William Spence II

Nathaniel Bermingham attrib.


Shown in profile, William Spence is richly dressed in a chestnut brown coat, blue-grey and red striped waistcoat and frilled chemise. His powdered wig has a neatly rolled curl and a Ramillies plait that is doubled up and tied with a black ribbon bow.

According to an inscription on the backing board William Spence was born in 1724; he married Elizabeth Childe and with her had three children. He died in 1783 aged 59; records show that he was buried at Deadman’s Place in Southwark, London. Used by an adjoining non-Conformist chapel, Deadman’s Place earned its colourful name from the great number of plague victims buried there during the seventeenth century.

Drawn in pastel during the 1770s, the portrait is attributed to Nathaniel Bermingham (?1712-1779). He was born in Dublin and later moved to London to work as a portrait and cut-paper artist. He offered his work for sale in a print shop owned by Laetitia Pilkington who colourfully described Bermingham as “a most ugly, squinting, mean-looking fellow”.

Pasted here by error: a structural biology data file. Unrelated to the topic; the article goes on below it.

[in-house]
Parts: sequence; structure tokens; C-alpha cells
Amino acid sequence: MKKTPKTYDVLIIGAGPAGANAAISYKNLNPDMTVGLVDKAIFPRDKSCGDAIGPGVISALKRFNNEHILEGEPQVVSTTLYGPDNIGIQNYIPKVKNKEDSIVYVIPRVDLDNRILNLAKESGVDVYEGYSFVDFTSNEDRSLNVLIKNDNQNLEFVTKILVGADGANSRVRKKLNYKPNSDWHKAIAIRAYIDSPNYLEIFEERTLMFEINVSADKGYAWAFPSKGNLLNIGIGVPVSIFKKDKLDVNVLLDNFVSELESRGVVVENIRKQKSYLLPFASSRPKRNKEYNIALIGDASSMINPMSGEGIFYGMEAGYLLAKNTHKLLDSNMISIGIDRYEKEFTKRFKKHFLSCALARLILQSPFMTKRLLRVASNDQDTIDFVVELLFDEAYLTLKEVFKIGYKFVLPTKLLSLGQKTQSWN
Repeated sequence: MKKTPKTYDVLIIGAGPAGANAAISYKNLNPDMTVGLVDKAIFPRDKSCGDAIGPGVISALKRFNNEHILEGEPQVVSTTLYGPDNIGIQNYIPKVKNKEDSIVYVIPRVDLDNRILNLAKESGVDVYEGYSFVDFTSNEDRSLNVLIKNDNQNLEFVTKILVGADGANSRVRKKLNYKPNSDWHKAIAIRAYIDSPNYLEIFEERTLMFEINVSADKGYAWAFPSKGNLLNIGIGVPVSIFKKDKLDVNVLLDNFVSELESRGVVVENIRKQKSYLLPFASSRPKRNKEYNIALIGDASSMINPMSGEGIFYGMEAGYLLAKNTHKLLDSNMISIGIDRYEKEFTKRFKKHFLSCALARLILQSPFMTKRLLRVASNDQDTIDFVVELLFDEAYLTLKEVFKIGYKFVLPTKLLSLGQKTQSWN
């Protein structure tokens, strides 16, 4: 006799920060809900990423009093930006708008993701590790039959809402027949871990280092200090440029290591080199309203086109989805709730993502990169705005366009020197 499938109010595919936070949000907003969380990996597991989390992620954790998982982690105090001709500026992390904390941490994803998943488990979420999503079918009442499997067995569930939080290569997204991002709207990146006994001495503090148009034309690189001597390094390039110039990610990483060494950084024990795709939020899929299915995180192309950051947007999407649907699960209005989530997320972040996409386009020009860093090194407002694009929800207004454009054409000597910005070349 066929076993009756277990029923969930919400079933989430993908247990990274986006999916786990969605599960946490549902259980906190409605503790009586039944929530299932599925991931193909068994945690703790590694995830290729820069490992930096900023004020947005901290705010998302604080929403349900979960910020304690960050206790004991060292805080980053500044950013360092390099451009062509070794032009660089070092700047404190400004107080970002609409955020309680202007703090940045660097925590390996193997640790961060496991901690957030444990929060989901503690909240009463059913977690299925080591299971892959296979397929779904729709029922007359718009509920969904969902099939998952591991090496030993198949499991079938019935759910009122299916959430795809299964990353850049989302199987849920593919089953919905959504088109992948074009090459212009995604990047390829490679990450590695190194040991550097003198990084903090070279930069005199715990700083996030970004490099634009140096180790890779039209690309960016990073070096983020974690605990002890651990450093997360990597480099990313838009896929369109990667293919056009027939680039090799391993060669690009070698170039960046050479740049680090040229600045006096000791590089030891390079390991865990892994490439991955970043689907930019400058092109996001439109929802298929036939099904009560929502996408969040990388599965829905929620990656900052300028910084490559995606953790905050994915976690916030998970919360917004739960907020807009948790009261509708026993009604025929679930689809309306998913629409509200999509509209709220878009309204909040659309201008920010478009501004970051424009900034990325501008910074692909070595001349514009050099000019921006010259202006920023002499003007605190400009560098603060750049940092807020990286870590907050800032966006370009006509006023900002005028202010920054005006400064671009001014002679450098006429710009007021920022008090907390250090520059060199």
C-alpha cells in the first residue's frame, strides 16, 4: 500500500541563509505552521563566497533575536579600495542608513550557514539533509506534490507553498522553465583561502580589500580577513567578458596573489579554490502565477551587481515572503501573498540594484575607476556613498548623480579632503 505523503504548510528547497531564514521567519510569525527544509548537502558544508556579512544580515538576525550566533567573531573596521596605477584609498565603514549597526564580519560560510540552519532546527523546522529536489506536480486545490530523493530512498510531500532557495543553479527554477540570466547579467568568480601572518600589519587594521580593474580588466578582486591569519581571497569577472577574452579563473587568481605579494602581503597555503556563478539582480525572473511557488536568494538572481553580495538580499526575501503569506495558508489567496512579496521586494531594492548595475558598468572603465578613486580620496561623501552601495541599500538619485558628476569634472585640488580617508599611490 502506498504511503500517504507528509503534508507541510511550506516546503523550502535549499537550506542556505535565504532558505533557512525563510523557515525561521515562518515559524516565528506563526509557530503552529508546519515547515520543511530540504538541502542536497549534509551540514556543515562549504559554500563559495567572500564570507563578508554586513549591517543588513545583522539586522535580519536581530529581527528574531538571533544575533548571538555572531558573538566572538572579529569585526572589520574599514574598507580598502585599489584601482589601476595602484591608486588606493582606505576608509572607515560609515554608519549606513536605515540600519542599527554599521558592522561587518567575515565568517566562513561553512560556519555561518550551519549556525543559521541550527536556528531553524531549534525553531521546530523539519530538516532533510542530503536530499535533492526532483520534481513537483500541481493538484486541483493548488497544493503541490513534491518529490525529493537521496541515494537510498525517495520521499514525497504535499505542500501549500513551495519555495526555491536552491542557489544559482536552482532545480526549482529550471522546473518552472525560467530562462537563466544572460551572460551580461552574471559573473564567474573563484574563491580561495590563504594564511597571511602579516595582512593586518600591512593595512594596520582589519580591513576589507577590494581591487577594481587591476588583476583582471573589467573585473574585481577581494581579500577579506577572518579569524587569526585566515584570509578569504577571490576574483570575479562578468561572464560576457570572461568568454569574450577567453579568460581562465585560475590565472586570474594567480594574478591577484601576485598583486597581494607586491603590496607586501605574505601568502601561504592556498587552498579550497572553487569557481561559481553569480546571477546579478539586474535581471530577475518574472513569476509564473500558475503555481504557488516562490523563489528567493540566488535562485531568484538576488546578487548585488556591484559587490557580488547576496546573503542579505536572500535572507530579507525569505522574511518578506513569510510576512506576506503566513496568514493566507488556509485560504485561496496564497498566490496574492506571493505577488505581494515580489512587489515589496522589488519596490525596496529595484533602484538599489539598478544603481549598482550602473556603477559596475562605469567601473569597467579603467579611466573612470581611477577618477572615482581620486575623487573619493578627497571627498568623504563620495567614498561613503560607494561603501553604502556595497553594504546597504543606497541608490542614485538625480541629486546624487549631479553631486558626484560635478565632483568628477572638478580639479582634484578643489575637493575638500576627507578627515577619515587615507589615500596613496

The portrait is in good condition and resides in the original giltwood frame with an inner beaded border. The frame has been re-gilded at some point but is otherwise in good condition.

Item Ref. 6817

Size: framed, 185 x 160mm (7¼ x 6¼")